Lunch Talk: Kīpuka Aloha ʻĀina: Spaces of Indigenous Hawaiian Resurgence

John Nicholas Brown Center for Public Humanities and Cultural Heritage
, Lecture Room

Mary Tuti Baker is a Mellon Postdoctoral Fellow in the Department of Political Science at Brown University, where she teaches courses in Indigenous Political Theory.

This talk discusses Indigenous ideologies and the role they play in strengthening bonds within and between kīpuka aloha ʻāina, sites of resurgence that regenerate life and restore sovereign autonomy to the land and people. The organizing principles we examine are kūʻe resistance to oppressive structures, kūkulu building governance structures in kīpuka aloha ʻāina, and the practice of kapu aloha, a practice that demands that practitioners meet political opposition with respect, non-violence and aloha.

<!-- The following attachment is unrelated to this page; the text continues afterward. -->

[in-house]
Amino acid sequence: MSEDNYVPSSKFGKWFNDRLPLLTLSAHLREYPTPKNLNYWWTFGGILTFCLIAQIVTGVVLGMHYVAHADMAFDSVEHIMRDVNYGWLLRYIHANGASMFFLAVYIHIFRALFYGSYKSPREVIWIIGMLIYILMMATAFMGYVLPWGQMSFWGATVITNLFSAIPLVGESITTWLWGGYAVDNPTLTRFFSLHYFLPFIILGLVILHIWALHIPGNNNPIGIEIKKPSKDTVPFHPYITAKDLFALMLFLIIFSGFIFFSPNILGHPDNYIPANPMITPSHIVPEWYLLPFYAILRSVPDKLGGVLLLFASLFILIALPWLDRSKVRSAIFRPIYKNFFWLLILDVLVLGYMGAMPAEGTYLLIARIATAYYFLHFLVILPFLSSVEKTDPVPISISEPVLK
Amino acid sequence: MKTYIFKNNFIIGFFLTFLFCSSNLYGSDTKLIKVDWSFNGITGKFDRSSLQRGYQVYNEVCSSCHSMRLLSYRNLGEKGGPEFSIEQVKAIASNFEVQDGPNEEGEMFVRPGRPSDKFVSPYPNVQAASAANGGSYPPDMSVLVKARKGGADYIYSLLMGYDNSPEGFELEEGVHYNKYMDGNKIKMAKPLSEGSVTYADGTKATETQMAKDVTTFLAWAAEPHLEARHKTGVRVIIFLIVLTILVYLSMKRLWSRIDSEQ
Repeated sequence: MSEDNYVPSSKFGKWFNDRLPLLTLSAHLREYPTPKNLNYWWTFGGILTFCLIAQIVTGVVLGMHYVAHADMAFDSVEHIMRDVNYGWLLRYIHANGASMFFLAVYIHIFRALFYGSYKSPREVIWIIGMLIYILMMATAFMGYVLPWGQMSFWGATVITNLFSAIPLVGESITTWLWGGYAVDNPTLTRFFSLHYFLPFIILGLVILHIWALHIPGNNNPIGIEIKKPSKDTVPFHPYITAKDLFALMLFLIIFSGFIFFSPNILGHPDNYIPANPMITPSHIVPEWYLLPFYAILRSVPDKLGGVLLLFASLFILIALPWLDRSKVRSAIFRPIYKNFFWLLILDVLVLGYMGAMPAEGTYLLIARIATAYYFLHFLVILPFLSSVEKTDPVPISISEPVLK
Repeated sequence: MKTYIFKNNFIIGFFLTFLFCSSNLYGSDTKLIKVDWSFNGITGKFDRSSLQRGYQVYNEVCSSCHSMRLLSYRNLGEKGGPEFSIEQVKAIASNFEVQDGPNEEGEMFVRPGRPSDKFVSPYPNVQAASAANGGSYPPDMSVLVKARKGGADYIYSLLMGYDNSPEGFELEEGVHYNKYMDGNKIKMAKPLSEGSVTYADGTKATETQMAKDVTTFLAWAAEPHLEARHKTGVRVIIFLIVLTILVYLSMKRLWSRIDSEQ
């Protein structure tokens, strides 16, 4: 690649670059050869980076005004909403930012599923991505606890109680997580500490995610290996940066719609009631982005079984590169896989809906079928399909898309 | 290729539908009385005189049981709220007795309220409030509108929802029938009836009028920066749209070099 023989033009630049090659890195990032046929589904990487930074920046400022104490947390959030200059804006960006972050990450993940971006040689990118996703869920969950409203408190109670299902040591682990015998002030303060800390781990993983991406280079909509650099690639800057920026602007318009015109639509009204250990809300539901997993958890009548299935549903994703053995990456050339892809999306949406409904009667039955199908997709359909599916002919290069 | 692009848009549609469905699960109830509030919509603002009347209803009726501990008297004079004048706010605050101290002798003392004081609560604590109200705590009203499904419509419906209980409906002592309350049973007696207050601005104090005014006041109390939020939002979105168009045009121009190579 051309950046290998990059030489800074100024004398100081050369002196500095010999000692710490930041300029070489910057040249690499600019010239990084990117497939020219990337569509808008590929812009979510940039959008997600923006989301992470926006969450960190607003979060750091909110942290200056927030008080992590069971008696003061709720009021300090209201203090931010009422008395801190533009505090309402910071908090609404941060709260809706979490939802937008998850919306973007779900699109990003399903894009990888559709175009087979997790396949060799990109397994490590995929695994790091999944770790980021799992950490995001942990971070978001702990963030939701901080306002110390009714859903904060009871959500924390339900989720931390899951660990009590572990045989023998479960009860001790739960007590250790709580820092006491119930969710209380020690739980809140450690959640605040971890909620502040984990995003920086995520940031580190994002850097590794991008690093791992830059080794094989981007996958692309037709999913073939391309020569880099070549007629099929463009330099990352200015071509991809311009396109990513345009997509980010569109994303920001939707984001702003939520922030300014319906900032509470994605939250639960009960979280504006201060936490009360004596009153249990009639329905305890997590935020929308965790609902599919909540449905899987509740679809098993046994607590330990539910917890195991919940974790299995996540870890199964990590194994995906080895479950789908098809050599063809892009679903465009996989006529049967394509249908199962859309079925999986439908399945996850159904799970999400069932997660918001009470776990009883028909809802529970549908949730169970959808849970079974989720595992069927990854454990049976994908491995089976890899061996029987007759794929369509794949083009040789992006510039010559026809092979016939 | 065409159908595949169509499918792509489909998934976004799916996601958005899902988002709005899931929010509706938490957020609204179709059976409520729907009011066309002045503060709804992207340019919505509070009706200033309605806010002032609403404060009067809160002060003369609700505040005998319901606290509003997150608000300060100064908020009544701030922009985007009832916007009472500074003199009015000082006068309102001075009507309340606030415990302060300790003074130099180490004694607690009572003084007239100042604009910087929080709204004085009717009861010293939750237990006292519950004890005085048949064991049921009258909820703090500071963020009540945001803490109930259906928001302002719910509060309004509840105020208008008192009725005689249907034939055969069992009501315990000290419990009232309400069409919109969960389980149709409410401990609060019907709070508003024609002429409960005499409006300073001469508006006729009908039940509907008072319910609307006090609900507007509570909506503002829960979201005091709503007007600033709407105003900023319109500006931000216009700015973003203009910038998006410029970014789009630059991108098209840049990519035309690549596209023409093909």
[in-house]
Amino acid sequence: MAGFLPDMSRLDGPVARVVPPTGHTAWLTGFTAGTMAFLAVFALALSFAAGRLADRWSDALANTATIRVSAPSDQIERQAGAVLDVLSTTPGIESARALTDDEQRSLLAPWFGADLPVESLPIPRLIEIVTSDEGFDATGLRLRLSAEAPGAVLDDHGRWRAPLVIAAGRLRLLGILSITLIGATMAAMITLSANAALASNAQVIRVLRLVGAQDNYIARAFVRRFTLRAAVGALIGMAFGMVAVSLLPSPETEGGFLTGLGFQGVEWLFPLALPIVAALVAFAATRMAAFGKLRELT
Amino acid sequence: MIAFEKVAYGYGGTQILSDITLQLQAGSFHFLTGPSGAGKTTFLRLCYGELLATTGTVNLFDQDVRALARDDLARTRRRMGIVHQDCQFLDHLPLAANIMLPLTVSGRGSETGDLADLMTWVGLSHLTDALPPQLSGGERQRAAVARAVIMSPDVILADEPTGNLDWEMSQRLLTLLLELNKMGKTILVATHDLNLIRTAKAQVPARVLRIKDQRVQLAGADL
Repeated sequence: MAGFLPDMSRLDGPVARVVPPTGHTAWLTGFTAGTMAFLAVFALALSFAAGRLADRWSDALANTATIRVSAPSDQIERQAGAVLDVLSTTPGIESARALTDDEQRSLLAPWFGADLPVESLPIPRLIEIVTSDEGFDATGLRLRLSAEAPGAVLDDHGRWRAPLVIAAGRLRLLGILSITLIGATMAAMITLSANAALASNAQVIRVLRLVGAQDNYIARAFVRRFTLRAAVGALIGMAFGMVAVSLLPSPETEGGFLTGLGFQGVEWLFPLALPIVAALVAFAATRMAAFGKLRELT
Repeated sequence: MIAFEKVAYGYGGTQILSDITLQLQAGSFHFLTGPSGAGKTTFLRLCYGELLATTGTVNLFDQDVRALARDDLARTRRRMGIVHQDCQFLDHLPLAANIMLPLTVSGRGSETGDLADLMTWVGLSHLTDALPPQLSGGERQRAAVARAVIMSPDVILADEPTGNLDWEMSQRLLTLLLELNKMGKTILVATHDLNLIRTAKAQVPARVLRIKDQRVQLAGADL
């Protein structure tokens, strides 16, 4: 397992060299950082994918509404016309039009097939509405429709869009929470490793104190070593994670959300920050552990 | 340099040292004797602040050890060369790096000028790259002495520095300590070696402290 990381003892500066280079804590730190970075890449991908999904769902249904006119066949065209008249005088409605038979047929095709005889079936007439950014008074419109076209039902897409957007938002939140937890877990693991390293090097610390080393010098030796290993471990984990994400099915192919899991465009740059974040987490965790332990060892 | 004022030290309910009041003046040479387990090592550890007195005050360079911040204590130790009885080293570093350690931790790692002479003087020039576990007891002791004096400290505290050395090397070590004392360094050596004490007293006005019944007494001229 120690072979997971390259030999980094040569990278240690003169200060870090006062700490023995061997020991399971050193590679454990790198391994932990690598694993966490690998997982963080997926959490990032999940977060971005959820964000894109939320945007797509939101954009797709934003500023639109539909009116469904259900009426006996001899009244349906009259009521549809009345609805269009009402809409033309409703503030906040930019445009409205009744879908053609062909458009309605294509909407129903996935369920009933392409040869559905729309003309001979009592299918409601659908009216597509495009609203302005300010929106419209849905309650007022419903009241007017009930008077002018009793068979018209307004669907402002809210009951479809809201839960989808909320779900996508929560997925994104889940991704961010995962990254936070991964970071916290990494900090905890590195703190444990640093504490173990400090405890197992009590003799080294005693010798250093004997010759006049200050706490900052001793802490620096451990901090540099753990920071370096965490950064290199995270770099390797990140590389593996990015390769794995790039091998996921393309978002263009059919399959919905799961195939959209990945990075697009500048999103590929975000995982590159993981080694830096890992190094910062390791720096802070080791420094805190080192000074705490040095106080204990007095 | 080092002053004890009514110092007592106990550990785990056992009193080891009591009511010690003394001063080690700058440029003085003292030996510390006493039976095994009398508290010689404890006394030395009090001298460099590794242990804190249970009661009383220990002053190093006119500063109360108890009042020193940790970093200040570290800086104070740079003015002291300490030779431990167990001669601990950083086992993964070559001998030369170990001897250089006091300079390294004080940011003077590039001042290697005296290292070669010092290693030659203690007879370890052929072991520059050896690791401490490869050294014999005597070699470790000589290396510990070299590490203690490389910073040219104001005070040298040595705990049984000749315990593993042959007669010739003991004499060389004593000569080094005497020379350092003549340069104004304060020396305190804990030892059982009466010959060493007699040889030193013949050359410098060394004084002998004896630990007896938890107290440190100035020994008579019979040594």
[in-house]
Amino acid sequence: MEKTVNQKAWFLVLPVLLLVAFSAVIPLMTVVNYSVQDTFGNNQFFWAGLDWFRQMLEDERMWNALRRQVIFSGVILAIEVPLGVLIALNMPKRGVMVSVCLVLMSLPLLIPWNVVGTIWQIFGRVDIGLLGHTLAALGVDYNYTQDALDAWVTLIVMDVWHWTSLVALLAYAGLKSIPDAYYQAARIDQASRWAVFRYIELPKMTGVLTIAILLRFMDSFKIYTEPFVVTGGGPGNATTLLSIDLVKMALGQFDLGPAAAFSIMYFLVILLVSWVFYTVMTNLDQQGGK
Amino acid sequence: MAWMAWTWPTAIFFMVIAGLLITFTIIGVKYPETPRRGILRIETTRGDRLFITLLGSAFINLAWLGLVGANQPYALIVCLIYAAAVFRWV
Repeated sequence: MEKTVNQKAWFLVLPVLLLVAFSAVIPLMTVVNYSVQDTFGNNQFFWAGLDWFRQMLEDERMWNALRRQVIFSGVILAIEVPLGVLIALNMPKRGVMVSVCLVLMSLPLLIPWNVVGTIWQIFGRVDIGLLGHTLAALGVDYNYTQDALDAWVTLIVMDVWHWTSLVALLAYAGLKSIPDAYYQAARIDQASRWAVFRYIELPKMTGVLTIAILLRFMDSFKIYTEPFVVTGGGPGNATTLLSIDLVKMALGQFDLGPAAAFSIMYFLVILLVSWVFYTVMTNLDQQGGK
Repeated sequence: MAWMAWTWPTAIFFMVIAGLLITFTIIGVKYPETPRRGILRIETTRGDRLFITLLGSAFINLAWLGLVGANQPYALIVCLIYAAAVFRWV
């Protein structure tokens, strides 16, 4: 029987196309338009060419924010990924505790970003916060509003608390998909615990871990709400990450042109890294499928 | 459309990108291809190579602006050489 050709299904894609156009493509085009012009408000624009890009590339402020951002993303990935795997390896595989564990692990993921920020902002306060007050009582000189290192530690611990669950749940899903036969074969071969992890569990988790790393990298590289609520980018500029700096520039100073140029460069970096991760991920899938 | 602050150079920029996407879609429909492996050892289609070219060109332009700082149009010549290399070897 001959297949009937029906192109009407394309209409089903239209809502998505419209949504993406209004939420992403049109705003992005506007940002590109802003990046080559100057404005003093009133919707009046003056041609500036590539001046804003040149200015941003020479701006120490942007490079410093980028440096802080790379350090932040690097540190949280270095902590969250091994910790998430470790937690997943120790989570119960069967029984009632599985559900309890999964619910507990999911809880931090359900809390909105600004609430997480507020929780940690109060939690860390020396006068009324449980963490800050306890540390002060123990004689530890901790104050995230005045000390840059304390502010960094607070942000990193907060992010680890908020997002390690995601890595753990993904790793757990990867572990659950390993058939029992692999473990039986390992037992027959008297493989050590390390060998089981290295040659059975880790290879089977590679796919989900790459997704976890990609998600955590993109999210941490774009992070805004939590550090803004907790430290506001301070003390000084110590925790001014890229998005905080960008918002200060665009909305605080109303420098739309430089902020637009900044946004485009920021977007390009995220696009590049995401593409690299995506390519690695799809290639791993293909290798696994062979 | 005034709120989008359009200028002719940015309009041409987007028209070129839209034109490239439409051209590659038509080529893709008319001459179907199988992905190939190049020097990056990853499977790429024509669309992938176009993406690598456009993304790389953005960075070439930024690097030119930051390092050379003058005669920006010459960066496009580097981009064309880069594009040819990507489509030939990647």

Lunch at 11:50am.